Concerning a role of blood rheology for atherosclerosis in patients with hemodialysis (HD), little data are available. It may be due to the fact that the method for evaluating rheologic properties of circulating blood has been limited. We examined blood rheology in 118 HD patients by using microchannel array flow analyzer that makes it possible to directly observe the flow of blood cell elements through the microchannel. Transit time (TB) of heparinized whole blood through slit pores (7 × 30 μm) was used as an index of rheology and related with various inflammatory biomarkers such as high-sensitive CRP (hsCRP), monocyte chemotactic protein-1, osteopontin, or fibrinogen (Fg). Moreover, as a surrogate marker of atherosclerosis, carotid intima-media thickness (IMT) and aortic stiffness evaluated by brachial-ankle pulse-wave velocity (baPWV) were studied. In HD patients, TB had strong positive correlations with hsCRP (r = 0.427; p < 0.00001), Fg (r = 0.452; p < 0.00001), and osteopontin (r = 0.227; p < 0.0134). Further, TB was significantly well correlated with IMT (r = 0.400; p < 0.0001) and PWV (r = 0.470; p < 0.0001). Multivariate regression analysis showed that baPWV, IMT, Fg, hematocrit, white blood cell count, and CRP were chosen as significant explanatory factors for TB. These results suggest that blood rheology may play an important role for atherosclerosis in patients with HD.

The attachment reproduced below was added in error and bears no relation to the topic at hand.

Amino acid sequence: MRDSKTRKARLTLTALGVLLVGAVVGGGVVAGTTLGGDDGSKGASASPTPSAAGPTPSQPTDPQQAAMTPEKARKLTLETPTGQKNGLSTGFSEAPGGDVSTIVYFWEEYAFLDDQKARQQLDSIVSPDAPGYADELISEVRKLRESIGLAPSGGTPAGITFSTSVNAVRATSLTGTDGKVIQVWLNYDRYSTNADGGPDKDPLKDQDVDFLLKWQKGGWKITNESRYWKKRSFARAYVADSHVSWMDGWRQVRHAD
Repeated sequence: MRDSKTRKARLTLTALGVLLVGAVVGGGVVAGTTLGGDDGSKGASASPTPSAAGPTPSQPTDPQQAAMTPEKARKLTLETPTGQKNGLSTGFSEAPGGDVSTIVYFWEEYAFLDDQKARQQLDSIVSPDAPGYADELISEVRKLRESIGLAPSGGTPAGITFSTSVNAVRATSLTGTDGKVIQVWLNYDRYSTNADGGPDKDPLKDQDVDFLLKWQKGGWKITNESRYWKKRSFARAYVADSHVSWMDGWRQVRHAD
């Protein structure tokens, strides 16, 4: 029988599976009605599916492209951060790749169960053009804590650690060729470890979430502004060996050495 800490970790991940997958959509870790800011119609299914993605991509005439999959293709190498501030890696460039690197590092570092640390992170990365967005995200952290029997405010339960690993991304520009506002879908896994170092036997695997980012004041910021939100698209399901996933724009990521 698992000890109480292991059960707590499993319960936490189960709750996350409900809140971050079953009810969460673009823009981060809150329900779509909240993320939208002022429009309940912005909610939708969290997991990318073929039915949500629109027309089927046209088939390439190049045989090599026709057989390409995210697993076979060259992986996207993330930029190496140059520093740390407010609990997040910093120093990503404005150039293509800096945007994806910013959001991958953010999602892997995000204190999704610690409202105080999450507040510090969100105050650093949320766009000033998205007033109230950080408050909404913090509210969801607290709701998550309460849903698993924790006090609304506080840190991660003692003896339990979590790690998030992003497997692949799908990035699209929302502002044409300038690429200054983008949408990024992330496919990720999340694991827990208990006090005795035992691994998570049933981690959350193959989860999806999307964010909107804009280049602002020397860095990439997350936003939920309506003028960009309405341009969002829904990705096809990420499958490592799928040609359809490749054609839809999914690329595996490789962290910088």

- Carotid intima-media thickness
- Pulse-wave velocity
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